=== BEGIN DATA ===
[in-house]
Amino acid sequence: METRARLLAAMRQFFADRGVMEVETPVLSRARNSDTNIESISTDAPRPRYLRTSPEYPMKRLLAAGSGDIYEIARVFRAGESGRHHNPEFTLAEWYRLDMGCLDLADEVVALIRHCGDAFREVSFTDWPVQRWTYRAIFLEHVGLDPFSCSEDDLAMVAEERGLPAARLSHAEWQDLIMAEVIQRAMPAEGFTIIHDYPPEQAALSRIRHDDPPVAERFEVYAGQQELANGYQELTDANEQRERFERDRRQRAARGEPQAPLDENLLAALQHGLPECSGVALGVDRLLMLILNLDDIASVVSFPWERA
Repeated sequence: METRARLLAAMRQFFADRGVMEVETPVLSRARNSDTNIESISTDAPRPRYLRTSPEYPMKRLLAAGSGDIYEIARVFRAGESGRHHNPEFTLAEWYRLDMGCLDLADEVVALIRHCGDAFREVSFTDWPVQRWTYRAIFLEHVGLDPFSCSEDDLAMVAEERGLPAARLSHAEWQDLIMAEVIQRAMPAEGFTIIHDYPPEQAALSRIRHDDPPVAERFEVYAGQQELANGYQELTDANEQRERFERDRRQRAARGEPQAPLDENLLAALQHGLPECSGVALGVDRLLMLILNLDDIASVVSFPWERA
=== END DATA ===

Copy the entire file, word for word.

[in-house]
Amino acid sequence: METRARLLAAMRQFFADRGVMEVETPVLSRARNSDTNIESISTDAPRPRYLRTSPEYPMKRLLAAGSGDIYEIARVFRAGESGRHHNPEFTLAEWYRLDMGCLDLADEVVALIRHCGDAFREVSFTDWPVQRWTYRAIFLEHVGLDPFSCSEDDLAMVAEERGLPAARLSHAEWQDLIMAEVIQRAMPAEGFTIIHDYPPEQAALSRIRHDDPPVAERFEVYAGQQELANGYQELTDANEQRERFERDRRQRAARGEPQAPLDENLLAALQHGLPECSGVALGVDRLLMLILNLDDIASVVSFPWERA
Repeated sequence: METRARLLAAMRQFFADRGVMEVETPVLSRARNSDTNIESISTDAPRPRYLRTSPEYPMKRLLAAGSGDIYEIARVFRAGESGRHHNPEFTLAEWYRLDMGCLDLADEVVALIRHCGDAFREVSFTDWPVQRWTYRAIFLEHVGLDPFSCSEDDLAMVAEERGLPAARLSHAEWQDLIMAEVIQRAMPAEGFTIIHDYPPEQAALSRIRHDDPPVAERFEVYAGQQELANGYQELTDANEQRERFERDRRQRAARGEPQAPLDENLLAALQHGLPECSGVALGVDRLLMLILNLDDIASVVSFPWERA